GM ignition-switch death toll raises to 24

GM ignition-switch death toll raises to 24

General Motors has raised its ignition-switch death toll as compensation claims flood into the automaker following its long-delayed recall of millions of flawed cars.

As of October 3, the number of people killed in crashes because of the defective ignition switches was 24, said Kenneth Feinberg, the attorney in charge of the independent compensation fund set up by GM.

His claims update, viewed online Tuesday, showed the program had received 1,130 claims, including 165 for deaths.

Of the total, 40 claims were determined eligible for compensation to date, including the 24 fatalities.

It was the fourth time the largest US automaker has raised the death toll as it deals with the ignition-switch scandal that has tarnished its safety reputation.

The company waited nearly 11 years before beginning to recall 2.6 million cars, in February, after hundreds of possible accidents and deaths were reported.

Until late August GM had acknowledged 13 deaths from crashes related to the problem, in which the faulty ignition could turn off power to a car’s power steering and safety airbags while it is in motion.

The GM compensation fund began taking claims on August 1 and Feinberg first reported in September there were eligible claims for 19 deaths, subsequently raising the number to 21, 23 and now, 24.

In the latest tally of claims deemed eligible, four were for hospitalization or outpatient medical treatment stemming from ignition-related accidents and 12 were for crippling injuries such as brain damage or double amputation.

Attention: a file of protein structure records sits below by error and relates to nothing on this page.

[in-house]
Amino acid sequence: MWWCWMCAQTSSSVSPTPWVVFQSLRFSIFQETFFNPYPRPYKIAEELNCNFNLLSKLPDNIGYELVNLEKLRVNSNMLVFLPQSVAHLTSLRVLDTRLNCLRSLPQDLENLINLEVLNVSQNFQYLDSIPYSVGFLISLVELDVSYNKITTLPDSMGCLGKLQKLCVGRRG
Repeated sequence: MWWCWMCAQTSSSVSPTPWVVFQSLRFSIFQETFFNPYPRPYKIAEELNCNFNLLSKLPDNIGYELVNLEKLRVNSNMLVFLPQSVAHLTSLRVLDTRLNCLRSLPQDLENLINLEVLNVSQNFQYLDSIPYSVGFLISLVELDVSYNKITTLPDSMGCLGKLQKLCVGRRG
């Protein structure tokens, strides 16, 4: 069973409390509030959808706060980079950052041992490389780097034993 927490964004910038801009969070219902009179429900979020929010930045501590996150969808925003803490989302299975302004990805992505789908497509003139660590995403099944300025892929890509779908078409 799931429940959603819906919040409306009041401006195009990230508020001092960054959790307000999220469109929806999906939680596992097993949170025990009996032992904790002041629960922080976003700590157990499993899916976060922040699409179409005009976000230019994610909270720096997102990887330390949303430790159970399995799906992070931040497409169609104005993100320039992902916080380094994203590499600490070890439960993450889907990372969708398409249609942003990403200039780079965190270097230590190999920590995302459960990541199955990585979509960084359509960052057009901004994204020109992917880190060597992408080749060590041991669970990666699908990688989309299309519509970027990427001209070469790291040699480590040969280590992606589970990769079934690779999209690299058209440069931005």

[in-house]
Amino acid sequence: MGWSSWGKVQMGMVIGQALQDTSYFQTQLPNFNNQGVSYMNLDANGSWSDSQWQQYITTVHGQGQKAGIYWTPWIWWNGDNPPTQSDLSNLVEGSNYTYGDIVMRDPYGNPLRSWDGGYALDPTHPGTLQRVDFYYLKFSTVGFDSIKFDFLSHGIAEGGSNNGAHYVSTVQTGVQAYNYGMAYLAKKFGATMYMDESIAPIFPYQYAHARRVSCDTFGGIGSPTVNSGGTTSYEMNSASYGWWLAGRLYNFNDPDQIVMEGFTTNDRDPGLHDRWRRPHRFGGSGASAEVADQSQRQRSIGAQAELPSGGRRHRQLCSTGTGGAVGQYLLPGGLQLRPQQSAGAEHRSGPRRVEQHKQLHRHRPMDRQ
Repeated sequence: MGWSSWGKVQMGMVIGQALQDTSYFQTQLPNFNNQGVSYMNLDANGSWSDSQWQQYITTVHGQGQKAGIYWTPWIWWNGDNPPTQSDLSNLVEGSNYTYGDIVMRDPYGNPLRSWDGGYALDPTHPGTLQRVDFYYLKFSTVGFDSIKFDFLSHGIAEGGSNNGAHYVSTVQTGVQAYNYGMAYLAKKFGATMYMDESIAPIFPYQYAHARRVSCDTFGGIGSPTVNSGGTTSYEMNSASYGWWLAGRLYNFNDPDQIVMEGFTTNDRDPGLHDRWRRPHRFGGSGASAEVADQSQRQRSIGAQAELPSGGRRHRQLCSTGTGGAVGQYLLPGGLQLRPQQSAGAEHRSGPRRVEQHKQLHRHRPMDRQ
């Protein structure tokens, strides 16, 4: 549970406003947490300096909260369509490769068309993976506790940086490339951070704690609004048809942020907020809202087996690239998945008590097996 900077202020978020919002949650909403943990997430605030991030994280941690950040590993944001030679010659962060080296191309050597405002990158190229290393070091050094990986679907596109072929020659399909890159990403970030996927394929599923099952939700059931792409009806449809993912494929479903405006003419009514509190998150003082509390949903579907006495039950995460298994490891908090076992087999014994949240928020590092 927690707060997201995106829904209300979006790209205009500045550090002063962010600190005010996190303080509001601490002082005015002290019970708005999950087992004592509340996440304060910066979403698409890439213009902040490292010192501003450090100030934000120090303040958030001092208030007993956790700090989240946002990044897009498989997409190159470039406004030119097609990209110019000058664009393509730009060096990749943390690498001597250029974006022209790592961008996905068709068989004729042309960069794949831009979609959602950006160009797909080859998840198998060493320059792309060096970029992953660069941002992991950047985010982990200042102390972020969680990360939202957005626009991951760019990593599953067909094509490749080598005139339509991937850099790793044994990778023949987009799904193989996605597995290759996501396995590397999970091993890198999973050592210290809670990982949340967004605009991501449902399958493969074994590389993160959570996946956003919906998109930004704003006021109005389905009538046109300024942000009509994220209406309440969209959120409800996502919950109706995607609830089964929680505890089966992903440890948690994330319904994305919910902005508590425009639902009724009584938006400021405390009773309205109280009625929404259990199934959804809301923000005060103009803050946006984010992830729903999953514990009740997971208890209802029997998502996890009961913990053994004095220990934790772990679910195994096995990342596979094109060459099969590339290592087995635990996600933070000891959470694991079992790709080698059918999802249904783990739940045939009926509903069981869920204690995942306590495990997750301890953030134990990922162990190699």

GM plans to pay a minimum $1 million for each eligible death claim, plus $300,000 for the surviving spouse and another $300,000 for each surviving dependent.

Financial and medical treatment compensation of at least $20,000 will also be offered to those with eligible physical injury claims from an accident.

Lawyers for many victims have already filed a number of class-action suits that could cost the company far more than its promised payouts under the compensation program.

But the program offers victims the promise of earlier payouts, if they give up their right to sue once their claim has been accepted.

The GM fund will accept compensation claims through December 31.

GM has recalled about 30 million vehicles this year for a range of problems. The company so far has an estimated $2.5 billion in recall-related costs.